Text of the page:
Doctors freeze eggs of girls, 5
Doctors have managed to extract eggs from 5 -year-old girls and freeze them for use when they are old enough to have children.
The scientific advance, which was thought to be impossible, will enable girls suffering childhood cancers such as leukemia to become parents later in life. Thousands are left infertile each year after undergoing chemotherapy.
It also opens the possibility of storing girls’ eggs to protect them against any form of infertility in later life.
Previously it was believed the eggs of prepubescent girls were too immature to be extracted. It was thought they became viable only at puberty by reacting to hormonal changes in the body.
Israeli doctors have, however, managed to extract the eggs and then culture them in test-tubes to make them viable. The resulting eggs are no different to those of a 20-year-old girl, say the doctors.
Breakthrough as eggs from young cancer patients frozen
Eggs from girls as young as five have been successfully removed, matured and stored in deep freeze by fertility scientists, it was revealed yesterday.
The breakthrough offers hope to children with cancer whose fertility is damaged by chemotherapy treatment. Scientists believe the frozen eggs stand a good chance of producing a pregnancy after being artificially fertilised.
It is hoped the technique might offer an effective way to preserve the eggs and fertility of young girls undergoing aggressive treatments, who typically end up sterile or experience the menopause a decade or more early.
The technique involved surgically removing ovarian tissue containing the egg-producing follicles. A laboratory procedure was then used to "suck out" the eggs, which were matured with stimulating hormones and frozen in liquid nitrogen.
A total of 18 girls and young women took part in the trial, including a five, eight and 10-year-old as well as older patients up to the age of 20.
In the case of the five-year-old, who is still receiving therapy for kidney cancer, a total of seven eggs were obtained - one of which was successfully matured.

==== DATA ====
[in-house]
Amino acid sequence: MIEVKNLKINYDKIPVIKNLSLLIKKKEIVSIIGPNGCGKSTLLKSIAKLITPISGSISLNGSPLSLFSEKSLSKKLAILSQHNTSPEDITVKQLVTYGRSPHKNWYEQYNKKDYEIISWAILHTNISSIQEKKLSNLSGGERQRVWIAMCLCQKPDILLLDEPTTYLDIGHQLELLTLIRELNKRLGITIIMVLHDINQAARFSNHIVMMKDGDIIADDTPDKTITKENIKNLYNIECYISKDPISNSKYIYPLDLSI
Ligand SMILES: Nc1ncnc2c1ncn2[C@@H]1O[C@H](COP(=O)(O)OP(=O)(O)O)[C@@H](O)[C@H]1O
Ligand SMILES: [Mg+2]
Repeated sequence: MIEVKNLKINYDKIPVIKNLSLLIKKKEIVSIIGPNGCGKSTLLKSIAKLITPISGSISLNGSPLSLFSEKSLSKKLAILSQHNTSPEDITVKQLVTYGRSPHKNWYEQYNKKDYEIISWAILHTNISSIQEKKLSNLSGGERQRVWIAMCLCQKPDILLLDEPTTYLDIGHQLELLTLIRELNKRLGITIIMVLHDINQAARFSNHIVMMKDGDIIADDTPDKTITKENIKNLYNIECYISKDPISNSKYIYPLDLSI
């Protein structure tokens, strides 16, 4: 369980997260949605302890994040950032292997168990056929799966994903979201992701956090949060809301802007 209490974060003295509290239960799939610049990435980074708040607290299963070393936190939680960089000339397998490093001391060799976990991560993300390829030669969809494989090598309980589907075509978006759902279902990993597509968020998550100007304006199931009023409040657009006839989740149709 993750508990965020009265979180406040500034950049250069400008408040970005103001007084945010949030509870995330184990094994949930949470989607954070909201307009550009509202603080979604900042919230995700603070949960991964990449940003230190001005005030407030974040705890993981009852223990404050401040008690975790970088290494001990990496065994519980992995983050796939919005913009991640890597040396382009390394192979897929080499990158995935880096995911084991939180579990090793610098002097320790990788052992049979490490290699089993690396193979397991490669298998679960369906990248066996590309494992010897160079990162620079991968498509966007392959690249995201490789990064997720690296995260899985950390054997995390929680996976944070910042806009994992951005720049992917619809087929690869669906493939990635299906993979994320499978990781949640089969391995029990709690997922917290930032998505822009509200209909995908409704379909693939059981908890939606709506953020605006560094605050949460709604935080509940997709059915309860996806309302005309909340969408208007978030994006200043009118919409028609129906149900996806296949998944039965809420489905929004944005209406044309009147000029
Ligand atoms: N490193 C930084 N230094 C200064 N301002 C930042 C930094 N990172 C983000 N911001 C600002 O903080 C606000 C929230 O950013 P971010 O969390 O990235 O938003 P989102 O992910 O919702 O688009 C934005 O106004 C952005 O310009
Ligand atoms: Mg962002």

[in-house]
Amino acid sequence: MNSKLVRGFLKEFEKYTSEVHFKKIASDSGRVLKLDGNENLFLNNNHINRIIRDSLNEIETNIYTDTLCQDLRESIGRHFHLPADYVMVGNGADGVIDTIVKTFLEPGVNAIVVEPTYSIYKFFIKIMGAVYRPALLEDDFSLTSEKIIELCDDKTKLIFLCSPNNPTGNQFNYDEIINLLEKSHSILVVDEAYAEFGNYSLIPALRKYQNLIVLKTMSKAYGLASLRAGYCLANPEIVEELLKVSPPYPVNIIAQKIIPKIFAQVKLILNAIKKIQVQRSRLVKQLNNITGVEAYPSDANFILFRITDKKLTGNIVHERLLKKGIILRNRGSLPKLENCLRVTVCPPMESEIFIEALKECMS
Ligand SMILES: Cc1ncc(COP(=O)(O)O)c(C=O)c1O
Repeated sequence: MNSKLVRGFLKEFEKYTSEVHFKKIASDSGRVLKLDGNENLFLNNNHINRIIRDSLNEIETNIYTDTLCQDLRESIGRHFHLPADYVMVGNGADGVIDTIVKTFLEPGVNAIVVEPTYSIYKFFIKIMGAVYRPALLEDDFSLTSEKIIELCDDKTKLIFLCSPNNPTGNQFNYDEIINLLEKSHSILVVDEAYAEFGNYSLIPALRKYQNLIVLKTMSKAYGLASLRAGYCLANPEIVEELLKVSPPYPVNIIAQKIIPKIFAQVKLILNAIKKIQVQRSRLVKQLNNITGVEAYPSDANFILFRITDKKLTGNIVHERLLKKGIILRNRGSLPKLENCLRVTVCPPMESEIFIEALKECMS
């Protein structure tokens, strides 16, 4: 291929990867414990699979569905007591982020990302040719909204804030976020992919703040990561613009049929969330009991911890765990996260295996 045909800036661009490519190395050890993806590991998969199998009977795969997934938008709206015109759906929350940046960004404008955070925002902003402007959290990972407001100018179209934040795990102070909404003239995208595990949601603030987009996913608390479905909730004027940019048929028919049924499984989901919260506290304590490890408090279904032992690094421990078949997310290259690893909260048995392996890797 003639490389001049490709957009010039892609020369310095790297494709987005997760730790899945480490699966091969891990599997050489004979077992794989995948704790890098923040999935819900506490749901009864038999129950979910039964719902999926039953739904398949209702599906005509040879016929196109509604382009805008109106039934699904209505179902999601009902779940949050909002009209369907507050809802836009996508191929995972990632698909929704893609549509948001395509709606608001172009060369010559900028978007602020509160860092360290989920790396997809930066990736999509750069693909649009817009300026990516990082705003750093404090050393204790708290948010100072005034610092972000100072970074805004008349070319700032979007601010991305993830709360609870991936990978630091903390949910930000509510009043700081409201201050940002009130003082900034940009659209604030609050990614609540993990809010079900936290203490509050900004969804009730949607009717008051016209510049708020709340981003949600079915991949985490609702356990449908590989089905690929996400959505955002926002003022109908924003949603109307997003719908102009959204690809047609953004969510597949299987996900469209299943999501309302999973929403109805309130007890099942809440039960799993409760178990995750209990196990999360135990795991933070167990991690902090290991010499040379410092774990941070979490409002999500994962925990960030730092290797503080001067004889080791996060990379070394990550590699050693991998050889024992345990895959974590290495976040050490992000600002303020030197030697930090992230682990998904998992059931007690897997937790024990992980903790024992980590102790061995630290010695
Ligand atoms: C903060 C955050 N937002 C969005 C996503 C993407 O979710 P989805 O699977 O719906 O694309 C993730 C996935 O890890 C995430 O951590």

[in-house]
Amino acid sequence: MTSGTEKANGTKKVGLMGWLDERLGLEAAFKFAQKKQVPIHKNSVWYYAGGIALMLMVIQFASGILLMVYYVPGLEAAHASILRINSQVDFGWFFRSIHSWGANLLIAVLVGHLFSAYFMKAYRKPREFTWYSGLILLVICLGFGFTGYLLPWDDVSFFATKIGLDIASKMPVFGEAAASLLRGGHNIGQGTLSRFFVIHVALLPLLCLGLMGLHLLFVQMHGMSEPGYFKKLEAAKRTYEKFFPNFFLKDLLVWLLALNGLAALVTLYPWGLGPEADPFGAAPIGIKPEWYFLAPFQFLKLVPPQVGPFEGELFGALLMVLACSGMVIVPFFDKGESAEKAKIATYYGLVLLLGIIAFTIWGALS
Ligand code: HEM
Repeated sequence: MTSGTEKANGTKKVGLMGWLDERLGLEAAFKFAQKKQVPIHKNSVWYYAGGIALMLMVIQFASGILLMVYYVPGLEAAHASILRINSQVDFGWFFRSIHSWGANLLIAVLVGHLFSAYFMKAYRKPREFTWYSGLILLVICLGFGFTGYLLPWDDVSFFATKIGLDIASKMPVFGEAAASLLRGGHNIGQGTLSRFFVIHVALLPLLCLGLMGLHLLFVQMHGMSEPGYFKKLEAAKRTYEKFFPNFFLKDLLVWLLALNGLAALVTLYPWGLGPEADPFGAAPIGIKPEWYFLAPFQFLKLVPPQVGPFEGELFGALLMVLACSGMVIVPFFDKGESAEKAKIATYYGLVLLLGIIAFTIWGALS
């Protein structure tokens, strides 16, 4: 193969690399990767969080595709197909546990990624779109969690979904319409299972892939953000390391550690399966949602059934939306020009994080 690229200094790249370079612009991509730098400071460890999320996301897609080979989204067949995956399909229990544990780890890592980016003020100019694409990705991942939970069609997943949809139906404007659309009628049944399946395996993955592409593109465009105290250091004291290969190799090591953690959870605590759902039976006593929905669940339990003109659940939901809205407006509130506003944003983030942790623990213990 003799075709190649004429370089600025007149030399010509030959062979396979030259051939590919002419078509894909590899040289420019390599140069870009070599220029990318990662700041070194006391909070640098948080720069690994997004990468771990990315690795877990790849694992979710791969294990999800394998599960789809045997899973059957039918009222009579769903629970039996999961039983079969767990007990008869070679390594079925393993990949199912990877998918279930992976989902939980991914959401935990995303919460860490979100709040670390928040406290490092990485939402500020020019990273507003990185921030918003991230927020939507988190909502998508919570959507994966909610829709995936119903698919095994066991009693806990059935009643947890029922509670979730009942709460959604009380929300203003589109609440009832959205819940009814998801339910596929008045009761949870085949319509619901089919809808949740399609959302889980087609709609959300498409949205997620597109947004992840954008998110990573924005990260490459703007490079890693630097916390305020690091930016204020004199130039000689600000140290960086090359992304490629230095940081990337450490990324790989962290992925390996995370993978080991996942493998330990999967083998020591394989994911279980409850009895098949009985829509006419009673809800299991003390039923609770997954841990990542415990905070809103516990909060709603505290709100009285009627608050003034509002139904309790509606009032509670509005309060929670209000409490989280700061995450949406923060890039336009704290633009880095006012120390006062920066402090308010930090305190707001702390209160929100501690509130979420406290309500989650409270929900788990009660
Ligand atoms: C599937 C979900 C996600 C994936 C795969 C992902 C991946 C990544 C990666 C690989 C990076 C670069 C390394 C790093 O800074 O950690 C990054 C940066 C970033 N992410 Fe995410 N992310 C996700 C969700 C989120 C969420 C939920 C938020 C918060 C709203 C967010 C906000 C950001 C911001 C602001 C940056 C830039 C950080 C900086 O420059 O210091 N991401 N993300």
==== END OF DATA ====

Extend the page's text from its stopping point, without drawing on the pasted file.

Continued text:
Both the eight and 10-year-old were suffering from bone cancer. Two out of eight extracted eggs were matured for the eight-year-old and five out of 17 for the 10-year-old.
Eggs were obtained from all but one patient. In total, 167 were collected and 41 matured and frozen.
Dr Ariel Revel led the research team from Hadassah University Hospital in Jerusalem and presented the results at the annual meeting of the European Society of Human Reproduction and Embryology (ESHRE) in Lyon, France.
He said: "We were surprised to obtain oocytes eggs from the follicles of such young girls. We didn't expect to get eggs at all, or that we could mature them.
"No eggs have yet been thawed, so we do not know whether pregnancies will result, but we are encouraged by our results so far - particularly the young ages of the patients from which we were able to collect eggs.
"We believe no younger patients have ever undergone egg collection, in-vitro laboratory maturation and egg freezing."
An alternative approach would be to freeze lumps of ovarian tissue, complete with follicles and eggs, for future transplantation, said Dr Revel.
However, this strategy had so far proved disappointing in adults since the tissue was often damaged by freezing. To date, only two pregnancies were known to have resulted using this method. Dr Revel described the ovary as a "one-time endowment of eggs".
Before birth, the developing female foetus has between five and six million eggs which gradually die off without being replaced, he added. By birth, 80% were already lost. In the course of 40 years of reproductive life only 500 eggs might be available for fertilisation.
Scientists are working on ovary-protecting drugs to be given at the same time as chemotherapy, but mouse studies have shown they suffer from the fatal flaw of helping cancer survive.
At present, only egg preservation had a chance of preventing infertility in young cancer patients, said Dr Revel.
Gillian Lockwood, head of Midlands Fertility Services, the only British clinic to have achieved live births from frozen eggs, said: "If it works it's good news because the big block has always been that we thought you had to wait until they reached puberty before getting the eggs.
"But this raises significant ethical issues. The parents will be making the decision in these cases and it may be that they are keen to have grandchildren, and I don't know if a very young girl will fully appreciate all of the arguments."
作者:admin@医学,生命科学 2011-03-05 17:23